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4.1 Collapse scenario

Without winds, stars above ~ 40- 50Mo . will not produce supernova explosions, but collapse directly to black holes [78Jump To The Next Citation Point]. Stars above ~ 20 -25 Mo . are believed to produce only weak supernova explosions. These explosions are unable to eject all of the star’s mantle, and will ultimately also collapse to black holes as this mantle falls back onto the core [78]. If these stars are rotating, they will develop accretion disks around the newly formed black hole, opening up new ways to produce both GWs and baryonic explosions.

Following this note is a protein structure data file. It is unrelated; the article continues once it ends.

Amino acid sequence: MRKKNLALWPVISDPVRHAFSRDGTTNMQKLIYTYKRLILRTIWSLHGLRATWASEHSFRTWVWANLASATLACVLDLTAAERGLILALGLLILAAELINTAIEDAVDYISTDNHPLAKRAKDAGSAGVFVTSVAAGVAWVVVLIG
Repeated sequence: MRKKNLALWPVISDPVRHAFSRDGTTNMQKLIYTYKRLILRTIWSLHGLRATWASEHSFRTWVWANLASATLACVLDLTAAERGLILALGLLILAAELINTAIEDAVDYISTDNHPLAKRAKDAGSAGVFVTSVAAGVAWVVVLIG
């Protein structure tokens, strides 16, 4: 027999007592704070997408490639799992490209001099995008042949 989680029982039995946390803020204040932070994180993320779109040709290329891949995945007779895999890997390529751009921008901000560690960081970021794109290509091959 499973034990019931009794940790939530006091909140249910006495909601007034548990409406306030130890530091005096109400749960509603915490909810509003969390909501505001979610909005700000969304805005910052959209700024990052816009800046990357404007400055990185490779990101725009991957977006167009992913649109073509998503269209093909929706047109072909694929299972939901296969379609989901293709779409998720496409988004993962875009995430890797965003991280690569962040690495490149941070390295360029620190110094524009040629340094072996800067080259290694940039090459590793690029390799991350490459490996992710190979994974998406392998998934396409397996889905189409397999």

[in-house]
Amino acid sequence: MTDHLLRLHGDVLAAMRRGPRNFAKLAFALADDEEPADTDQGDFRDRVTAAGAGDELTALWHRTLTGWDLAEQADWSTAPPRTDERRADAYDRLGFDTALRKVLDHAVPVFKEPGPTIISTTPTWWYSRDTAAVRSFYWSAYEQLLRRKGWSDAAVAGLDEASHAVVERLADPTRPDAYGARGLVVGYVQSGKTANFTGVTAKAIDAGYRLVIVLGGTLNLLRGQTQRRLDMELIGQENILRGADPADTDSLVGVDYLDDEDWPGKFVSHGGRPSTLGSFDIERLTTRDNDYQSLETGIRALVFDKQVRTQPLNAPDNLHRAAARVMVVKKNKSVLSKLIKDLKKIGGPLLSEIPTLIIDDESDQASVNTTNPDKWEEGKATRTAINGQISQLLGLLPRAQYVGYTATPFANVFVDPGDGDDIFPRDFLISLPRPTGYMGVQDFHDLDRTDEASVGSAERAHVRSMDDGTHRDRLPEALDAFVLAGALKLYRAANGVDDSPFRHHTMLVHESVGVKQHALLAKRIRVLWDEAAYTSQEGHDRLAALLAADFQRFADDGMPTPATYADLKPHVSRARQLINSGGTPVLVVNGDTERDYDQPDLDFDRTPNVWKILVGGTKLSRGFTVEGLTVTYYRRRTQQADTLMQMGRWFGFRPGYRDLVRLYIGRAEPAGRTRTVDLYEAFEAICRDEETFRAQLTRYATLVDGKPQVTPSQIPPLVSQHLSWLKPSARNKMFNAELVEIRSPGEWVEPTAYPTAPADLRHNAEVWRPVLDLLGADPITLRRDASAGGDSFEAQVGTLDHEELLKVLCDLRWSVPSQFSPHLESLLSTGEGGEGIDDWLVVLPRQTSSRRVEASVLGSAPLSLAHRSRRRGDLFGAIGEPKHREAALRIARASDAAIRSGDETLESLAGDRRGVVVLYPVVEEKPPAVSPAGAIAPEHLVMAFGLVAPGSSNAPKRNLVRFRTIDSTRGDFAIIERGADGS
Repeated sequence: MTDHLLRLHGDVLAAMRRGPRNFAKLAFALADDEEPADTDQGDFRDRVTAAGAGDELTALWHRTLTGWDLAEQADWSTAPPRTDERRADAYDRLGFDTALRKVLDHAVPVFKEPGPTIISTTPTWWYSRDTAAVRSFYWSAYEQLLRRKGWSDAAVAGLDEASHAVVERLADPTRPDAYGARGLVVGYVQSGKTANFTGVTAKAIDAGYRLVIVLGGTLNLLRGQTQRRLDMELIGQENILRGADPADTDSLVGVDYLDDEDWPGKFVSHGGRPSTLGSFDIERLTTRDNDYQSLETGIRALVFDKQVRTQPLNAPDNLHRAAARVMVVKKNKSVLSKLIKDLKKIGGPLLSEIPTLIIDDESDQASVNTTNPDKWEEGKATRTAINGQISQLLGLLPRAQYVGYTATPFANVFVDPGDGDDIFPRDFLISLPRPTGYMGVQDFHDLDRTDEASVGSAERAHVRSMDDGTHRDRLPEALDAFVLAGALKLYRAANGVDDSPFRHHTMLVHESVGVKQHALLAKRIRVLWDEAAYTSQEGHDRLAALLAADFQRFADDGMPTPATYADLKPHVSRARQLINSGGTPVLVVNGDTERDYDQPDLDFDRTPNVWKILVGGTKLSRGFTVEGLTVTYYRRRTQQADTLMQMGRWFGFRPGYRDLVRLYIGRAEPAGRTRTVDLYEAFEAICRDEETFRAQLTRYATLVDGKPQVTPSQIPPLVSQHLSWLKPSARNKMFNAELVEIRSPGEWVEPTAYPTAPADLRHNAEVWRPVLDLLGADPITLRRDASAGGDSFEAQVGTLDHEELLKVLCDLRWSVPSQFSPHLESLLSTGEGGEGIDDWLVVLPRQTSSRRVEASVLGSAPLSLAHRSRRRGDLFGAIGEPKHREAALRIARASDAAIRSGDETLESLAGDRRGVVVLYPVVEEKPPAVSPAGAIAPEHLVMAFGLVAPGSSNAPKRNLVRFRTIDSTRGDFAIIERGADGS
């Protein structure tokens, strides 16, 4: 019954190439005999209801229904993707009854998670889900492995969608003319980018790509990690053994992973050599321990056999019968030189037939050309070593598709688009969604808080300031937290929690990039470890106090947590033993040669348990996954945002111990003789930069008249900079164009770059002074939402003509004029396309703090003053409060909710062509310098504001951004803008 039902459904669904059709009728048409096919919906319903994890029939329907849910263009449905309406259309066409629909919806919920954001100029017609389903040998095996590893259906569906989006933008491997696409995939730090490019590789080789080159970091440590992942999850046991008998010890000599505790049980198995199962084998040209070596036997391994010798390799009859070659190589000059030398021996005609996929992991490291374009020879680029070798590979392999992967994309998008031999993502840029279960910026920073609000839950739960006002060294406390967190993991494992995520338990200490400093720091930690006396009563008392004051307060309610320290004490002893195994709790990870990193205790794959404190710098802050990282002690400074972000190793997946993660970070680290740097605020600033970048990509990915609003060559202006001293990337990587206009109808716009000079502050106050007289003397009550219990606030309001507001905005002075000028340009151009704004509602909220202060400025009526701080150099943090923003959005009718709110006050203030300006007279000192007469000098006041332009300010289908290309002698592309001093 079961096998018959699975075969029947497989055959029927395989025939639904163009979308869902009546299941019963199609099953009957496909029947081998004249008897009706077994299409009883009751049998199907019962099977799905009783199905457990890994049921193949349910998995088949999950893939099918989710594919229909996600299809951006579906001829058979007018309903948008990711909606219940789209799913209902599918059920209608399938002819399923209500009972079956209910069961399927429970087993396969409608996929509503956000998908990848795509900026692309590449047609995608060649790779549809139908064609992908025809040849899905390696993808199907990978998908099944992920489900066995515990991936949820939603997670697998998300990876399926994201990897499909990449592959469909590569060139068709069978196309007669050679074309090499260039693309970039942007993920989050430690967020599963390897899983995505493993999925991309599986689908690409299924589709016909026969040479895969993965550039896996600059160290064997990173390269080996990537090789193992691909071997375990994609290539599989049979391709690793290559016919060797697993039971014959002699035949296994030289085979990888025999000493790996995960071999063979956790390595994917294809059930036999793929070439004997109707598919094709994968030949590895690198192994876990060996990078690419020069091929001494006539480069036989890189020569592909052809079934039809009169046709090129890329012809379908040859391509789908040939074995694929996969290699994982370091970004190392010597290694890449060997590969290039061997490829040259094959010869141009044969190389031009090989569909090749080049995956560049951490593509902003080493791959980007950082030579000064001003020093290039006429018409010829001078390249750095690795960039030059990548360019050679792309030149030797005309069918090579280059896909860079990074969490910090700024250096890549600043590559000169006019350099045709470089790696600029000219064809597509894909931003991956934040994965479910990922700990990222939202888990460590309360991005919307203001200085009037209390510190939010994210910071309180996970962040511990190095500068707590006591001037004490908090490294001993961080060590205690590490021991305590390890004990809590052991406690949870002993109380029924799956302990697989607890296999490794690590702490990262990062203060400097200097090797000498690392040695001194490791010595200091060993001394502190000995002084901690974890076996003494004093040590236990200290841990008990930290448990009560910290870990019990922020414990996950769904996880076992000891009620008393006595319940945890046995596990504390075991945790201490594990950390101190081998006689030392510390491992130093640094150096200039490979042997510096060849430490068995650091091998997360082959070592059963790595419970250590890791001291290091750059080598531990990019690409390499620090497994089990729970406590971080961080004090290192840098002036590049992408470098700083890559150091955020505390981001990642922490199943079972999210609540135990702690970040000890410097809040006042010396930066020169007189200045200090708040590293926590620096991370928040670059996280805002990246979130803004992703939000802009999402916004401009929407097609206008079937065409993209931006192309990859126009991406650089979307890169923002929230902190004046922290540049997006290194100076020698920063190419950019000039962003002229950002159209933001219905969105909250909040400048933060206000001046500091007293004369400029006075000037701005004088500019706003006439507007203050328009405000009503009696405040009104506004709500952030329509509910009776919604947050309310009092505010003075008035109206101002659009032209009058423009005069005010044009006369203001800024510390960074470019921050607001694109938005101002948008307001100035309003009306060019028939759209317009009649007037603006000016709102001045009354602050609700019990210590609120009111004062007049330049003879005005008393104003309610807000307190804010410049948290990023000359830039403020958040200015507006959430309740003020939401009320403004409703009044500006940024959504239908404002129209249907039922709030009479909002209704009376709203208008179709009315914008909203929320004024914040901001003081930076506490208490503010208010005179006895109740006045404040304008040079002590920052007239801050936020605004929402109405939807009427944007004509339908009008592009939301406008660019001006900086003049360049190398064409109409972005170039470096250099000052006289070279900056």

These black hole accretion disks formed by stellar collapse are currently the favored engine behind long-duration gamma-ray bursts [262160]. It is believed that either neutrinos rising from the disk annihilate and drive an explosion or magnetic fields wound up in the disk can produce jets that then evolve into the highly relativistic outflows observed in the GRBs [195]. Relativistic and magnetic field effects are far more important in these calculations than those for normal stellar collapse models. And yet, most simulations of GRBs to date do not include the detailed microphysics, magnetic fields (although see Proga and collaborators [196]), and relativity at the same level of sophistication as the simulations of core-collapse supernovae. Even so, this topic has garnered some interest in the GW community and this interest will only grow as the simulations become more accurate.


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